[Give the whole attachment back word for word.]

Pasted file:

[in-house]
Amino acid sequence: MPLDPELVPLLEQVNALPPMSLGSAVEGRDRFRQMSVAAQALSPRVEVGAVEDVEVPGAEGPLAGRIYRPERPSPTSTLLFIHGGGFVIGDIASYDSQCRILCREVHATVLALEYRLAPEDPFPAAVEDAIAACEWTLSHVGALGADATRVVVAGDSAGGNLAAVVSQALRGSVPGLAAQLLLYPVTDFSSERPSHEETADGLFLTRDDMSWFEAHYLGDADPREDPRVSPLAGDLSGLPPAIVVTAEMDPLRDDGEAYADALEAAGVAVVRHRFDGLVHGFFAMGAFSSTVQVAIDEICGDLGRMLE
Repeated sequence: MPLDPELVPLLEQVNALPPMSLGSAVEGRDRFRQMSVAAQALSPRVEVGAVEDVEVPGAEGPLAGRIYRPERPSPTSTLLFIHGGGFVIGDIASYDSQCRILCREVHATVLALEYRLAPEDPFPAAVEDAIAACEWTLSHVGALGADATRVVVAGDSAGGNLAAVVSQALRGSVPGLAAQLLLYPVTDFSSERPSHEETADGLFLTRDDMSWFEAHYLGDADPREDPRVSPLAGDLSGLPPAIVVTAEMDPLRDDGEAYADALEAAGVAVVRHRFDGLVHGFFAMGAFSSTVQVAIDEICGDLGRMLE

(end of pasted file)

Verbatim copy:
[in-house]
Amino acid sequence: MPLDPELVPLLEQVNALPPMSLGSAVEGRDRFRQMSVAAQALSPRVEVGAVEDVEVPGAEGPLAGRIYRPERPSPTSTLLFIHGGGFVIGDIASYDSQCRILCREVHATVLALEYRLAPEDPFPAAVEDAIAACEWTLSHVGALGADATRVVVAGDSAGGNLAAVVSQALRGSVPGLAAQLLLYPVTDFSSERPSHEETADGLFLTRDDMSWFEAHYLGDADPREDPRVSPLAGDLSGLPPAIVVTAEMDPLRDDGEAYADALEAAGVAVVRHRFDGLVHGFFAMGAFSSTVQVAIDEICGDLGRMLE
Repeated sequence: MPLDPELVPLLEQVNALPPMSLGSAVEGRDRFRQMSVAAQALSPRVEVGAVEDVEVPGAEGPLAGRIYRPERPSPTSTLLFIHGGGFVIGDIASYDSQCRILCREVHATVLALEYRLAPEDPFPAAVEDAIAACEWTLSHVGALGADATRVVVAGDSAGGNLAAVVSQALRGSVPGLAAQLLLYPVTDFSSERPSHEETADGLFLTRDDMSWFEAHYLGDADPREDPRVSPLAGDLSGLPPAIVVTAEMDPLRDDGEAYADALEAAGVAVVRHRFDGLVHGFFAMGAFSSTVQVAIDEICGDLGRMLE